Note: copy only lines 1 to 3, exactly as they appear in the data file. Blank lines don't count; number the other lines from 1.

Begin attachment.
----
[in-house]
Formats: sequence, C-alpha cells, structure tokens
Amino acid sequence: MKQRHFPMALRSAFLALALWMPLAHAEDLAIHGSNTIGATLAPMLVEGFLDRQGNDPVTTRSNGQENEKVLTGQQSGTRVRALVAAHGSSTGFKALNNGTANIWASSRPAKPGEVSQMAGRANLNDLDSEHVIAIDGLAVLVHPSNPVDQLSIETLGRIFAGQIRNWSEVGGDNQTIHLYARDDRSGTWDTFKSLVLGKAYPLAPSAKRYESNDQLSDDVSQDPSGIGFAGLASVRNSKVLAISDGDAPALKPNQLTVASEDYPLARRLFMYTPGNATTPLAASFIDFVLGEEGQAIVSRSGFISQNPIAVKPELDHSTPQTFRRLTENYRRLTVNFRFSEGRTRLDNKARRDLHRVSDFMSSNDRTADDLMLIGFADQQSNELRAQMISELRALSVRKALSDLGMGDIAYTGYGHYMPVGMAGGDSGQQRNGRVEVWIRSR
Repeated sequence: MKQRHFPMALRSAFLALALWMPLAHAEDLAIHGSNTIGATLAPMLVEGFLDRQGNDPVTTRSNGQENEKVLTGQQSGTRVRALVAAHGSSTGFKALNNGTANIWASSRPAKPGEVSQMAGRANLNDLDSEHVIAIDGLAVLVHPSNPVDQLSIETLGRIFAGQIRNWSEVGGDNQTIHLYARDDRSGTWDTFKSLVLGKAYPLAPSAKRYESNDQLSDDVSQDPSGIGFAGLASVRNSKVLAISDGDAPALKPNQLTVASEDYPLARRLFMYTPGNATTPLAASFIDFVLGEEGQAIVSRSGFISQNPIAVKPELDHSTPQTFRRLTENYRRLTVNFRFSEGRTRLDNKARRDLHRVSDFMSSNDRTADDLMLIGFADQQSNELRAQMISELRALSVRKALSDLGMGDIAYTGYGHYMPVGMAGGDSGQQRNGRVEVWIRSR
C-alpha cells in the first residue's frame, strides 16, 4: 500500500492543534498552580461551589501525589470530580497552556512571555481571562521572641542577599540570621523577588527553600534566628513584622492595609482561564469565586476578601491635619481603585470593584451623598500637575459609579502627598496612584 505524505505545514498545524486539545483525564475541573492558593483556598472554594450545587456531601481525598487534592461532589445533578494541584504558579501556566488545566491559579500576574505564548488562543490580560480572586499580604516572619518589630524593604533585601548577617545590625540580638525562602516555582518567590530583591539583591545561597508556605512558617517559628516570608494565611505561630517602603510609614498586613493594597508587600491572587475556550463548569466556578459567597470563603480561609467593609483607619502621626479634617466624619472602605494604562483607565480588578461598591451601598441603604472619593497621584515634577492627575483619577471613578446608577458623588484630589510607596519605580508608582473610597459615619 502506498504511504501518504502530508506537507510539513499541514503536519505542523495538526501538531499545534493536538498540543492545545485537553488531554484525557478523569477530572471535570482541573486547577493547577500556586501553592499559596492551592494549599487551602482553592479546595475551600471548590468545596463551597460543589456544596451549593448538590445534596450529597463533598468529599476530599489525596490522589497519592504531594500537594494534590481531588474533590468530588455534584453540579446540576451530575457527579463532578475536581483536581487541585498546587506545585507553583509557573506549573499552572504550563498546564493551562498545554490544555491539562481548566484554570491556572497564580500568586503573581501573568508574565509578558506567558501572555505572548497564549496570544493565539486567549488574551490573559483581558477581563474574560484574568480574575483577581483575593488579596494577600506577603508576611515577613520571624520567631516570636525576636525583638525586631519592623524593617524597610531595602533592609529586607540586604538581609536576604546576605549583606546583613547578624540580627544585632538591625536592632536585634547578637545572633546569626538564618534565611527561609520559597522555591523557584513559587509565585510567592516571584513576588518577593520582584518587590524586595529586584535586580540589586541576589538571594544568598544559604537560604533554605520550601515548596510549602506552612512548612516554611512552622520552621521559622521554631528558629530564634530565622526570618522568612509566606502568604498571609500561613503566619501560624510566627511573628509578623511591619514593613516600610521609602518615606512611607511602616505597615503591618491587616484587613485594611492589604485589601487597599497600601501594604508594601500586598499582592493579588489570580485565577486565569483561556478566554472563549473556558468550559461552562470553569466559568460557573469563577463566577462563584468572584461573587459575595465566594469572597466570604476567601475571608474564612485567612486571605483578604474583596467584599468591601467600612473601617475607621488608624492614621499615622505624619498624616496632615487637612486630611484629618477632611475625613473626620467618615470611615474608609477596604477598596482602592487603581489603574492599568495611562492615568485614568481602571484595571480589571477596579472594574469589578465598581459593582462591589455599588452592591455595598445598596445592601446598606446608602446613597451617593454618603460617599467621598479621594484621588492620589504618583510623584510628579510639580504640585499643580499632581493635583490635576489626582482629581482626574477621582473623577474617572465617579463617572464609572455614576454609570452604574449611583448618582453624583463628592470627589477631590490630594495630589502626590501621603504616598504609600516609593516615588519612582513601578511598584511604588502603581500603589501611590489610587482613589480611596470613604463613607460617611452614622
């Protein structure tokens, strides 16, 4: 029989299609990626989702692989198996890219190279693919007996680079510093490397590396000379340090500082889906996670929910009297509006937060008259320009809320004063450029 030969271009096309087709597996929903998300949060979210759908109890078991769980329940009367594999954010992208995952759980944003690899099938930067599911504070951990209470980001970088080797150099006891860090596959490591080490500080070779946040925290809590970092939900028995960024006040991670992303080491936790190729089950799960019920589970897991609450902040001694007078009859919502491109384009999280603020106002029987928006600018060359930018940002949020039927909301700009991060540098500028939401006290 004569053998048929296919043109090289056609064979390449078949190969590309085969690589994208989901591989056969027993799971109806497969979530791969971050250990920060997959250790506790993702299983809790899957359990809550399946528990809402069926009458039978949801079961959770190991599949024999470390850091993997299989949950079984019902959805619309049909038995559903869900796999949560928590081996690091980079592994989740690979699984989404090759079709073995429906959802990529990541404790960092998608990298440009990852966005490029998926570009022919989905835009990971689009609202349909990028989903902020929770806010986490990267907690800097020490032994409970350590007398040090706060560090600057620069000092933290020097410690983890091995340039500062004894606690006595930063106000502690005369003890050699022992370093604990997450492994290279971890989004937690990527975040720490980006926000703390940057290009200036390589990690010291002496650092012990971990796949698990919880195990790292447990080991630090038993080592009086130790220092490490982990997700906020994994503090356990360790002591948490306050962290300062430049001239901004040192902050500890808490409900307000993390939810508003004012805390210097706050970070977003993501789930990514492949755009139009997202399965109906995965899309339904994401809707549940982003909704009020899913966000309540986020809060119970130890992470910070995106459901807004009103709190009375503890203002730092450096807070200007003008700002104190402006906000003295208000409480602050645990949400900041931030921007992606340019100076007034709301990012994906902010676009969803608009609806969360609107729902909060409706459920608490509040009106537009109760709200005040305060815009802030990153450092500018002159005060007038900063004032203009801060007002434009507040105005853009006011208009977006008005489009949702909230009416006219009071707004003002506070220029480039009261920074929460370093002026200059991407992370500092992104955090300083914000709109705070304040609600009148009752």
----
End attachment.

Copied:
[in-house]
Formats: sequence, C-alpha cells, structure tokens
Amino acid sequence: MKQRHFPMALRSAFLALALWMPLAHAEDLAIHGSNTIGATLAPMLVEGFLDRQGNDPVTTRSNGQENEKVLTGQQSGTRVRALVAAHGSSTGFKALNNGTANIWASSRPAKPGEVSQMAGRANLNDLDSEHVIAIDGLAVLVHPSNPVDQLSIETLGRIFAGQIRNWSEVGGDNQTIHLYARDDRSGTWDTFKSLVLGKAYPLAPSAKRYESNDQLSDDVSQDPSGIGFAGLASVRNSKVLAISDGDAPALKPNQLTVASEDYPLARRLFMYTPGNATTPLAASFIDFVLGEEGQAIVSRSGFISQNPIAVKPELDHSTPQTFRRLTENYRRLTVNFRFSEGRTRLDNKARRDLHRVSDFMSSNDRTADDLMLIGFADQQSNELRAQMISELRALSVRKALSDLGMGDIAYTGYGHYMPVGMAGGDSGQQRNGRVEVWIRSR